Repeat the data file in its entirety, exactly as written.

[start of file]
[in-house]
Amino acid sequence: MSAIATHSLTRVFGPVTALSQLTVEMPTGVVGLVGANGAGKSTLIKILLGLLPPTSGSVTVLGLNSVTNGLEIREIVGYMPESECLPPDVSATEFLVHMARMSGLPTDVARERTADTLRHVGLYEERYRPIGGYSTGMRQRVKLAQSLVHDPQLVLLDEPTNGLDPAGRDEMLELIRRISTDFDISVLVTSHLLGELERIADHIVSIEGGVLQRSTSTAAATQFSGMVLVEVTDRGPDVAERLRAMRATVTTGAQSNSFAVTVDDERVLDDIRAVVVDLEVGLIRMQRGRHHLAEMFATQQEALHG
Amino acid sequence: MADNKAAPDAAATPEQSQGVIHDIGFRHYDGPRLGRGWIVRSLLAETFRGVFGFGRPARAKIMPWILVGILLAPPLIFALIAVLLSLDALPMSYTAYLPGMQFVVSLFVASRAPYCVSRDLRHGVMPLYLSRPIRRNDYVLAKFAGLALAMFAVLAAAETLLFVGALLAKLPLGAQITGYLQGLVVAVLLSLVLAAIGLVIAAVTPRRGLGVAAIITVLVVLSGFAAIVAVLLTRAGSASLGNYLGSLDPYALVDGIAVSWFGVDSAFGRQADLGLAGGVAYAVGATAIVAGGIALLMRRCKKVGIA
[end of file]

[in-house]
Amino acid sequence: MSAIATHSLTRVFGPVTALSQLTVEMPTGVVGLVGANGAGKSTLIKILLGLLPPTSGSVTVLGLNSVTNGLEIREIVGYMPESECLPPDVSATEFLVHMARMSGLPTDVARERTADTLRHVGLYEERYRPIGGYSTGMRQRVKLAQSLVHDPQLVLLDEPTNGLDPAGRDEMLELIRRISTDFDISVLVTSHLLGELERIADHIVSIEGGVLQRSTSTAAATQFSGMVLVEVTDRGPDVAERLRAMRATVTTGAQSNSFAVTVDDERVLDDIRAVVVDLEVGLIRMQRGRHHLAEMFATQQEALHG
Amino acid sequence: MADNKAAPDAAATPEQSQGVIHDIGFRHYDGPRLGRGWIVRSLLAETFRGVFGFGRPARAKIMPWILVGILLAPPLIFALIAVLLSLDALPMSYTAYLPGMQFVVSLFVASRAPYCVSRDLRHGVMPLYLSRPIRRNDYVLAKFAGLALAMFAVLAAAETLLFVGALLAKLPLGAQITGYLQGLVVAVLLSLVLAAIGLVIAAVTPRRGLGVAAIITVLVVLSGFAAIVAVLLTRAGSASLGNYLGSLDPYALVDGIAVSWFGVDSAFGRQADLGLAGGVAYAVGATAIVAGGIALLMRRCKKVGIA